What is most remarkable about Chagas's discovery is that he found the disease inside the vector insect first, then went on to diagnose humans who were infected with it. Once he did, he realized that he'd stumbled across a fatal disease that seemed to be linked to colonization. As settlers cleared land in the jungle and built mud and palm-thatched huts, the assassin bugs that were already living in the jungle and carrying the disease from one rodent to another found themselves suddenly living among humans— a fantastic source of warm, rich blood. Although the locals had already named the bug — some called it vinchuca, which meant "that which lets itself fall" from the roof, and some called it chirimacha, which meant "that which fears the cold" — the disease caused by the bug was just starting to become widespread around the time Chagas discovered it.
The assassin bug's preference
for feeding around the mouth
of its victim has earned it
the nickname "kissing bug";
unfortunately, it can be
the kiss of death.
People who are bitten around the eyes develop a terrible swelling. Bites elsewhere on the body result in small sores that give way to fever and swollen lymph nodes. The disease can kill in its early stages, but most people go on to experience a symptomless phase, followed by extensive damage to the heart, intestines, and other major organs, which may ultimately be fatal. About three hundred thousand people in the United States live with Chagas disease, and eight to eleven million people throughout Latin America suffer from it. Although early treatment can kill the parasites, there is no treatment for the later stages.
Some historians speculate that Charles Darwin himself was infected with Chagas disease and ultimately died from it. This would explain some of the strange and complicated health problems that plagued him throughout his life. However, the fact that he seems to have suffered from some of the same symptoms before he encountered the assassin bug in Argentina argues against that theory. Requests to exhume his remains from Westminster Abbey and test them for Chagas disease have been denied, leaving the exact cause of his health problems a mystery.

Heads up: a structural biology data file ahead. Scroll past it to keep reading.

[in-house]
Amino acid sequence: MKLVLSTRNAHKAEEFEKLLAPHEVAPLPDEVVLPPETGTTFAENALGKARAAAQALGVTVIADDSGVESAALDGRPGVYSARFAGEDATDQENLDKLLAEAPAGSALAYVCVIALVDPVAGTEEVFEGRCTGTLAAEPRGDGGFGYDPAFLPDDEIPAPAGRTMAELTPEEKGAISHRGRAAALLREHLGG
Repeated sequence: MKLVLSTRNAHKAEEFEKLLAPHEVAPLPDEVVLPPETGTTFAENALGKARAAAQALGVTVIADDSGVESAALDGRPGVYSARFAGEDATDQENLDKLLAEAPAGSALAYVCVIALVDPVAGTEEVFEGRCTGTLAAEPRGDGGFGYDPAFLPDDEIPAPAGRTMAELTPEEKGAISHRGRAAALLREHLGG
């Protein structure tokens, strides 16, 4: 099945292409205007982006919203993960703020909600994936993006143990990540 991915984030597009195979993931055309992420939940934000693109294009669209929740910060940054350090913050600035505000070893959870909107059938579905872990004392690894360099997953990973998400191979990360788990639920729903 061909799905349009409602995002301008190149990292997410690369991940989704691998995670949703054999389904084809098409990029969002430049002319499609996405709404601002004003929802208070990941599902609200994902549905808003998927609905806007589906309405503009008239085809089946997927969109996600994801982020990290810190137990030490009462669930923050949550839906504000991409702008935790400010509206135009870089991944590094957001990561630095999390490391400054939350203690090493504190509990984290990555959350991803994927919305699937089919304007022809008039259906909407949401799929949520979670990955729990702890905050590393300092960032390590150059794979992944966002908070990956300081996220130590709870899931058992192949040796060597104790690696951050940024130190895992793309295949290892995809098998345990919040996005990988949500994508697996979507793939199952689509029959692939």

Bugs of War
Fifty years ago, in response to the launch of the Soviet satellite Sputnik, the U.S. Department of Defense formed a forward-thinking research office called DARPA, the Defense Advanced Research Projects Agency. Since then, DARPA researchers have developed stealth aircraft, new submarine technology, and an early version of the Internet, among other things. And now they've turned their attention to cyborg insects.
The Hybrid Insect Micro-Electro-Mechanical System (HI-MEMS) seeks to implant computer chips inside caterpillars before they undergo metamorphosis into moths or butterflies. Scientists hope to use that 1 circuitry to remotely control the flight path of insects so that they can someday be used to fly into enemy locations and transmit intelligence without ever being detected.
While the HI-MEMS program sounds too strange and futuristic to be true, it is simply the latest in a long history of deploying insects in war. Entomologist Jeffrey Lockwood studies the use of bugs in warfare; his research reveals that even beloved insects like honeybees have been used with malicious intent.
Bees and wasps
Bees and wasps have been used as weapons for thousands of years. Hurling a beehive or wasp nest at an enemy is an effective way to create havoc and send even the fiercest warriors running. Mayans had been using them since 2600 BC; their legends describe the use of human dummies with a gourd filled with stinging insects for a head. Early Greek writings on warfare described the practice of building tunnels under enemy walls and releasing bees and wasps into the tunnels. The use of catapults to hurl hives over enemy walls dates back at least to Roman times and continued through the Middle Ages.
But bees weren't used only during ancient times. As recently as World War I, Tanzanians hid beehives in the undergrowth and rigged their lids with trip wires so that invading British troops would encounter them in their efforts to seize control of the area from the Germans.